Fly of the Month: The Renegade
The Renegade is an attractor or searching pattern, similar to the Bivisible. The Renegade fishes well on top of streams and in fast and slow water. It also can be really hot on a place such as the Buchanan Ponds.
It is thought that it represents a variety of insects or small terrestrials: things such as midge clusters, beetles, crickets or flying ants. It could imitate cripple or dead insects as well.
The Renegade is a fly pattern developed by John Hagen – a fly fisherman, guide and fly tier who lives in Colorado. You can read a nice biography of John in Marty Bartholomew’s book: “Tying Flies Like a Pro”. Though the Renegade is usually fished on the surface, it has been known to catch fish when weighted and drifted as well. Enough history, let’s tie the pattern!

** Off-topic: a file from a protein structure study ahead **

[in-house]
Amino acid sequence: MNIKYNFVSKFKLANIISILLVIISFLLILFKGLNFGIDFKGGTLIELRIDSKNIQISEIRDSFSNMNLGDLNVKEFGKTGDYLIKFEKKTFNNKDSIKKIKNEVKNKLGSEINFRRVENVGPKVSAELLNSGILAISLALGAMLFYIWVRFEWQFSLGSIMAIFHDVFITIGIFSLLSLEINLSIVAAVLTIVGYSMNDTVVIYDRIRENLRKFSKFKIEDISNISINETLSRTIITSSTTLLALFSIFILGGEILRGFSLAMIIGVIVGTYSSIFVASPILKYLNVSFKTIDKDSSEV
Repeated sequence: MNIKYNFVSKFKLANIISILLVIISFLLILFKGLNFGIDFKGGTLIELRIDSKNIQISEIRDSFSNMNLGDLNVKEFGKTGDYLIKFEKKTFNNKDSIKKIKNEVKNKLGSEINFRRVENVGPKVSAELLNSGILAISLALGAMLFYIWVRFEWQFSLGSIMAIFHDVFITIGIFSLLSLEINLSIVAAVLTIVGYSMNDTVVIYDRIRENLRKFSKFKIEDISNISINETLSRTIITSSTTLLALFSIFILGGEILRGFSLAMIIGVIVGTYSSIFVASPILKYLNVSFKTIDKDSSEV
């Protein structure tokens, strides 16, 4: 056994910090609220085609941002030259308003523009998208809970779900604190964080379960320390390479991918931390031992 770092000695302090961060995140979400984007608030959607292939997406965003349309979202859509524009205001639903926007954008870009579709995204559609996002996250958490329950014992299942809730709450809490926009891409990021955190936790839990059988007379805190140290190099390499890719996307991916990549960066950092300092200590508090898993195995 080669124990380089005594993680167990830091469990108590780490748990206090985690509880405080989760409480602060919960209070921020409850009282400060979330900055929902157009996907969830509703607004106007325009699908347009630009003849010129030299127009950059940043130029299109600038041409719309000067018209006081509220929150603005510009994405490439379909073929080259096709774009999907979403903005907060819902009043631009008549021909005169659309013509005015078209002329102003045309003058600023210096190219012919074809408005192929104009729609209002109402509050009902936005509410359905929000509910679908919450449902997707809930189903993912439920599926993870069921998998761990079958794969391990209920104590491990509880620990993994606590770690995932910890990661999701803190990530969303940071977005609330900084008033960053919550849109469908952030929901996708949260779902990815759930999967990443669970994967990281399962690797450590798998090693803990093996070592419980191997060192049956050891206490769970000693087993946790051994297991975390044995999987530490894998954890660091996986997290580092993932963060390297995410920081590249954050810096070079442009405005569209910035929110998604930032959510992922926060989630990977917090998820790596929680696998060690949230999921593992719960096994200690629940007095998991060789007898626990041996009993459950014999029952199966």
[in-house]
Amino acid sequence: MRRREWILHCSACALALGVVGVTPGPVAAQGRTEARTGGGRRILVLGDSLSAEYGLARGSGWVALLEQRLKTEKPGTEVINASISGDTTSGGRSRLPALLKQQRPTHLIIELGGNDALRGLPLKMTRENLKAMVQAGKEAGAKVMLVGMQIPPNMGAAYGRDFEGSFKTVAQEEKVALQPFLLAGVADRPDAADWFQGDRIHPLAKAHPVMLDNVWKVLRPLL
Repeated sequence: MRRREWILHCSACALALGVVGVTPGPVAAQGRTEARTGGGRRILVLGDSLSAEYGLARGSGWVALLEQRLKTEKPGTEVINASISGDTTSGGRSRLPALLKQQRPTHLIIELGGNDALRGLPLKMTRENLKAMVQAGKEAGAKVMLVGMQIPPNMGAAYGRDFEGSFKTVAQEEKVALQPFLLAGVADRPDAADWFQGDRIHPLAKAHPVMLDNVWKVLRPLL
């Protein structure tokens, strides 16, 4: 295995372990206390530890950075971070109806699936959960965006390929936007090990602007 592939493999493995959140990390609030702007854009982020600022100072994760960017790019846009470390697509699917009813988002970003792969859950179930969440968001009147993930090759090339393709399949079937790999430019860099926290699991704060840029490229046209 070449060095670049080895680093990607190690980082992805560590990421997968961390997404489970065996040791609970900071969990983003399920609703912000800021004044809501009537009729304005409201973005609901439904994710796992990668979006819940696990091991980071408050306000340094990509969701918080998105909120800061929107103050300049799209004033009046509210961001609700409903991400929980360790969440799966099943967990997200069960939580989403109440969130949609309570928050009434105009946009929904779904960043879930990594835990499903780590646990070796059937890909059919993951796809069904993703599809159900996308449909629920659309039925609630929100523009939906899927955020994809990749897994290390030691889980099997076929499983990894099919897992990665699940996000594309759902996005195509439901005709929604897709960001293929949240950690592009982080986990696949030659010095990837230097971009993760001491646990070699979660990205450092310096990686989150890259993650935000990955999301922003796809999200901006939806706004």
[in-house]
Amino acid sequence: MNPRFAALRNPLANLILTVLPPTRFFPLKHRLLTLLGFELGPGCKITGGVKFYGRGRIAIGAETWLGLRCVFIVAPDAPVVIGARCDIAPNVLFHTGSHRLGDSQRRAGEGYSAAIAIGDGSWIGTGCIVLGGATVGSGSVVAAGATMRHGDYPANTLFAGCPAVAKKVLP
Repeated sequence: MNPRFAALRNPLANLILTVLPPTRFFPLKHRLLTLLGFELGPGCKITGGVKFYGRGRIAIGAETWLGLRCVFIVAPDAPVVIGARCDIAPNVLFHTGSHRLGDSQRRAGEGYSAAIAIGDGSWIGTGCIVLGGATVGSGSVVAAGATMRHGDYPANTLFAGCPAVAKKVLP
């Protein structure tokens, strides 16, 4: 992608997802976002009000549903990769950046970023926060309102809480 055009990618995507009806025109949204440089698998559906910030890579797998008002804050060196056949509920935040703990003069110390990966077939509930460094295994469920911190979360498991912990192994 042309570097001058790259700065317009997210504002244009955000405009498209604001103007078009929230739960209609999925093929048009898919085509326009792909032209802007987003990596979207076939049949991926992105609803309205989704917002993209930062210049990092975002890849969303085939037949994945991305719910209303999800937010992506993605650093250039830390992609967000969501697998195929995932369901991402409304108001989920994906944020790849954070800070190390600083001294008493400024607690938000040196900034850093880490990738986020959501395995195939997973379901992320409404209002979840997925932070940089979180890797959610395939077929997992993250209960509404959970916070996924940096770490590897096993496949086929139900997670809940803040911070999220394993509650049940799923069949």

- Hook: Dry fly standard - TMC 100 sizes 10-18
- Thread: Black Danville's 70 Denier 6/0 or similar
- Aft Hackle: Brown (size dependent on hook)
- Fore Hackle: White (size dependent on hook)
- Body: Peacock Herl
Step 1: Tie the thread in at the 3/5 point and wrap back to just before the bend. Then tie in a brown hackle.
Step 2: Move the thread forward far enough for 4 or 5 wraps of the hackle. Wrap the hackle forward and tie off.
Step 3: Tie in 2 or 3 strands of peacock herl. Wrap the thread forward toward the eye. Be sure to leave enough room behind the eye for the white hackle and a head.
Step 4: Wrap the peacock herl forward, creating a thick body. Tie off.
Step 5: Tie in the white hackle. Wrap the thread forward to the eye and back leaving enough room for a head. Then wrap the hackle 2 or 3 times and tie off. Trim the hackle and form a head with the thread. Whip finish and cement.
Photos and article by Jim Wilborn